Cover Crops Produce Results

October 22, 2016 02:44 AM
 
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Measurable improvements in soil health are showing up in side-by-side trials

Side-by-side strip trials over several clients’ fields suggest soil health improvements from cover crops might show up faster than expected, says Farm Journal Field Agronomist Ken Ferrie. After only one year of cover crops in a corn–soybean rotation, he has documented improvements in microbial activity, carbon storage and water infiltration.

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But getting to the point of actually measuring results was somewhat of a detective adventure. Reviewing yield maps and soil tests from thousands of acres, year after year, left Ferrie and his staff puzzled why some fields or parts of fields refused to yield with identical soil types. 

For example, in one field of Drummer silt loam soil, 15 years of yield maps proved one area was not keeping up with the rest of the field. 

“Over that period, the poor-yielding zone averaged 28 bu. per acre less corn,” Ferrie says. “The difference ranged from only 5 bu. per acre in 2015 to a whopping 90 bu. per acre in 2012, which was a drought year.” 

In that field as well as others, Ferrie and crew fixed the obvious problems, such as pH, fertility, compaction and drainage in the low-yielding zones, and eliminated disease or insect pressure as the cause of the yield difference. 

“Those were easy fixes,” he says, “but the areas still lagged behind in yield. We could see something was different in the low-yielding zones—appearance, soil structure, even the odor—compared to the higher yielding area. Finally, there was no other explanation except soil health.”

Using various soil health tests, Ferrie documented a correlation between soil health and high and low yields. The higher-yielding areas always scored higher for soil health: 

  • One test showed there was 23% more microbial activity in the healthier, higher-yielding soil than in lower-yielding soil in one field. 
  • A one-day carbon burst test, conducted in a lab, was used to measure the amount of carbon dioxide released from soil in 24 hours as a result of microbial respiration. As the amount of available carbon—one characteristic of a healthy soil—increases, microbial respiration increases.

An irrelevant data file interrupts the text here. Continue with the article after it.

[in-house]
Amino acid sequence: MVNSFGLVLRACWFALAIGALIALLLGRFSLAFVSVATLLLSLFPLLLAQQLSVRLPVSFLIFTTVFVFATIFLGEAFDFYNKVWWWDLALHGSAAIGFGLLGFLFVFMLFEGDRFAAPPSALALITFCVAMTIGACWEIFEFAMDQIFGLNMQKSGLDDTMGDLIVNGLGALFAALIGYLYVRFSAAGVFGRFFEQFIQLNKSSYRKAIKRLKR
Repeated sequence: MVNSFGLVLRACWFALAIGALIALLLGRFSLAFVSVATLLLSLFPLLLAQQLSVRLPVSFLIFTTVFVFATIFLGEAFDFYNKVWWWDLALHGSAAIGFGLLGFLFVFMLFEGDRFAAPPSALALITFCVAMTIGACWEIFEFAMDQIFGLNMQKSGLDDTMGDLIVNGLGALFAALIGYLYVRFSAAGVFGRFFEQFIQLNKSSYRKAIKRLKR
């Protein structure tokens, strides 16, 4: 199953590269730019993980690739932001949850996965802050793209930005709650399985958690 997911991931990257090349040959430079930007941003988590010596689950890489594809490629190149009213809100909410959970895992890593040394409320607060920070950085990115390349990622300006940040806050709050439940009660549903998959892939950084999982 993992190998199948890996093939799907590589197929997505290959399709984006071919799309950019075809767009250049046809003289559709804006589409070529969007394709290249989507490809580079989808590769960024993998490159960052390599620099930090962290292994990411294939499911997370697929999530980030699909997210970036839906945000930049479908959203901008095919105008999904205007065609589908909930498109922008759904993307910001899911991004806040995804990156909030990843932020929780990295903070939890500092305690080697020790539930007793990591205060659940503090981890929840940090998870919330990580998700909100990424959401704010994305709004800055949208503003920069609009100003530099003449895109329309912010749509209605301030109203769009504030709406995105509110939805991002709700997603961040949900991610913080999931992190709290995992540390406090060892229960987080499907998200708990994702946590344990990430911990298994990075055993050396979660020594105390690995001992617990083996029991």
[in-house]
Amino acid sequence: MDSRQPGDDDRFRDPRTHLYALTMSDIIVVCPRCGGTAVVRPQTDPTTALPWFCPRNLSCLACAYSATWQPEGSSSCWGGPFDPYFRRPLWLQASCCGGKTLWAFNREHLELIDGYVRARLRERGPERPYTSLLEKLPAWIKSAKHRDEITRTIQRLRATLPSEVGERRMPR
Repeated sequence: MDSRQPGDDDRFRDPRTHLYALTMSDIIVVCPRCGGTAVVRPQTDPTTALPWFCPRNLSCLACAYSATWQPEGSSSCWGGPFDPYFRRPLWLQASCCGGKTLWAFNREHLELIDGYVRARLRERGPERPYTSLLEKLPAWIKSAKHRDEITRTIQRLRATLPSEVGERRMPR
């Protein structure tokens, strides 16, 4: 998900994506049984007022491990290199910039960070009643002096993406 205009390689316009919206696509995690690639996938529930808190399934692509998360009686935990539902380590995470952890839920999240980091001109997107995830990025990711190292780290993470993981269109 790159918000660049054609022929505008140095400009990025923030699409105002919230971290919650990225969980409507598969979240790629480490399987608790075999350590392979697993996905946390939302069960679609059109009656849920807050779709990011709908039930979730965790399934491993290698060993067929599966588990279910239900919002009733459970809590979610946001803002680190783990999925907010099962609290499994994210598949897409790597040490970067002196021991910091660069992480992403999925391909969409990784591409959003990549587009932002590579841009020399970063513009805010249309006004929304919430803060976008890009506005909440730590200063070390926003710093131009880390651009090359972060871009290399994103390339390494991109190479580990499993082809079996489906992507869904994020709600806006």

“In the one-day carbon burst test, we found 45% more respiration in the higher-yielding soil,” Ferrie says.

  • A third test, performed in Ferrie’s office, used carbon dioxide sensors, manufactured by Vaisala Corporation, to measure the carbon dioxide released during a nine-day period. “We found 39% more carbon dioxide was being released by the healthy soil,” he says. 
  • “Measuring carbon dioxide released by the soil, using several tests, told us the higher-yielding soil had more microbial activity than the lower-yielding soil of the same type in the same field,” Ferrie summarizes.
  • The higher-yielding, healthier soil had 10% more water-holding capacity and 16% more water-filled pore space than unhealthier soil of the same soil type in the same field. “All these things are byproducts of microbial activity,” Ferrie says.
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 Sixteen years of yield maps showed some areas of a field  of Drummer soil consistently outyielded other areas. After  eliminating all other possible causes of lower yield (fertility,  pH, compaction, drainage, disease and insects), Farm  Journal Field Agronomist Ken Ferrie concluded the lower  yield was caused by poor soil health.

The experience ignited Ferrie’s passion to learn about soil health and how to improve it. Cover crops and no-till were logical first steps, but documenting the results were challenging. 

“Many of the tests used to document soil health produce varying results during the growing season and from one year to the next,” Ferrie says. “That’s because they measure biological processes in the soil, which are affected by many factors, such as weather and the previous crop. 

“Numerical scores from soil health tests can vary from day to day during the growing season. I’m not sure we will ever get numerical scores we can compare from one year to the next. We needed another way to see if our soil health practices made a difference.”